11. The Committee on the Elimination of Discrimination against Women reiterated its concern about the persistence of patriarchal attitudes and deep-rooted stereotypes regarding the roles and responsibilities of women and men in the family and in society and the persistent stereotyping of older women and women with disabilities. The Committee was concerned that, although the Republic of Moldova was a secular State, religious institutions often perpetuated traditional gender roles in the family and in society and influenced State policies with an impact on human rights. It urged the State to ensure that local authorities promoted policies based on gender equality principles, without interference from religious institutions. It also urged the Republic of Moldova to develop a comprehensive strategy across all sectors, targeted at women and men, girls and boys, to overcome patriarchal and gender-based stereotypical attitudes.
B. Right to life, liberty and security of the person
21. The United Nations Children’s Fund (UNICEF) and the Office of the United Nations High Commissioner for Human Rights reported that preventing and combating violence against children was part of the Government Strategy on Child Protection 2014- 2020. However, annually approximately 1,000 cases of violence against children were registered with the police. Most victims were recorded as being between 11 and 15 years old. Sexual violence against children was also a concern. The past four years official data of the Ministry of Interior indicated an average of 200 offences of sexual nature (of which approximately half were rape) against children per year. The UNICEF Multiple Indicator Cluster Survey 2012 indicated that 48 per cent of children faced physical methods of disciplining by caregivers.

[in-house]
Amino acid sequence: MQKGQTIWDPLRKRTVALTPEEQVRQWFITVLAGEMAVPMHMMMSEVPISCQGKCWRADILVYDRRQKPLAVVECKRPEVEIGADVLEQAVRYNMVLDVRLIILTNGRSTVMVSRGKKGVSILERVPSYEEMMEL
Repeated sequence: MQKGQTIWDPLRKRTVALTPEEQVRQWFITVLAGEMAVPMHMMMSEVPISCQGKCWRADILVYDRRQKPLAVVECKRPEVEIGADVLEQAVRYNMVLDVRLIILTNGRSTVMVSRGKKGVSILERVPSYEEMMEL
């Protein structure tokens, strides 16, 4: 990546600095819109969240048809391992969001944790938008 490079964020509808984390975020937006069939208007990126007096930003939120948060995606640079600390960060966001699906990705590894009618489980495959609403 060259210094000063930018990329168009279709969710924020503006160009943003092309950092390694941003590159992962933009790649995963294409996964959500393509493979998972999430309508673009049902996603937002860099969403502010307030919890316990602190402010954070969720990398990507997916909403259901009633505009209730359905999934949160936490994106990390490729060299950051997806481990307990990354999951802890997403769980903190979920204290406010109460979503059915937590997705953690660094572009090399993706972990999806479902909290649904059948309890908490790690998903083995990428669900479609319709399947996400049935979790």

C. Administration of justice, including impunity
25. The Special Rapporteur on extreme poverty and human rights recommended that the Republic of Moldova ensure adequate legal and social protection for women and girls subjected to gender-based violence and trafficking.
26. The Committee on the Rights of the Child regretted that the Republic of Moldova had not established extraterritorial jurisdiction. It recommended that the Republic of Moldova take measures to establish extraterritorial jurisdiction in accordance with article 4 of the Optional Protocol.